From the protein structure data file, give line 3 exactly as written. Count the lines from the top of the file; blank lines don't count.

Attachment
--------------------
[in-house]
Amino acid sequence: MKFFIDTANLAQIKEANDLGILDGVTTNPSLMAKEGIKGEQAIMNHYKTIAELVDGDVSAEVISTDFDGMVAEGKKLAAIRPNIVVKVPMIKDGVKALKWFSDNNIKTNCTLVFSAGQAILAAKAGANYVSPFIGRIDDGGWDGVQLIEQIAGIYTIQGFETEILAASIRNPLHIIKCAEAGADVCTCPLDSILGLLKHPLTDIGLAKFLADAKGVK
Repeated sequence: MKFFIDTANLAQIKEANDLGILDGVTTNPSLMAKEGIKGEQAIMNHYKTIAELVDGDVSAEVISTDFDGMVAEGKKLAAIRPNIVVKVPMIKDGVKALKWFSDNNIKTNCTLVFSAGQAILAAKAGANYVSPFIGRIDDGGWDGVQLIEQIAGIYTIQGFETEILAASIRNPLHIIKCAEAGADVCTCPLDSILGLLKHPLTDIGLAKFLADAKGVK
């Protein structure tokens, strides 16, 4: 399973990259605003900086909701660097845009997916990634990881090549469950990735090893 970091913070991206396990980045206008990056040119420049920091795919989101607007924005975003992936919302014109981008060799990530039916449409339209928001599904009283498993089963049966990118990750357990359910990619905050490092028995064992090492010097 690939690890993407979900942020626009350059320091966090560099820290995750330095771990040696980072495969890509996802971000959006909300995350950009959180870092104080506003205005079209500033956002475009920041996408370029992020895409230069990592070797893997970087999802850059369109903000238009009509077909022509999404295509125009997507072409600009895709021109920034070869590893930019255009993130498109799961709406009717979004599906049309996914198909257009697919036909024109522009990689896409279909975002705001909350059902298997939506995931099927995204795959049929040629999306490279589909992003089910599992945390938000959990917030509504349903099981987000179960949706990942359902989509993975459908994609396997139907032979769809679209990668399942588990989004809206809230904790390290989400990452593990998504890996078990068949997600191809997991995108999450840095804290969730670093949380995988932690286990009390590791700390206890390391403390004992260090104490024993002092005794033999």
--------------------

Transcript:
Repeated sequence: MKFFIDTANLAQIKEANDLGILDGVTTNPSLMAKEGIKGEQAIMNHYKTIAELVDGDVSAEVISTDFDGMVAEGKKLAAIRPNIVVKVPMIKDGVKALKWFSDNNIKTNCTLVFSAGQAILAAKAGANYVSPFIGRIDDGGWDGVQLIEQIAGIYTIQGFETEILAASIRNPLHIIKCAEAGADVCTCPLDSILGLLKHPLTDIGLAKFLADAKGVK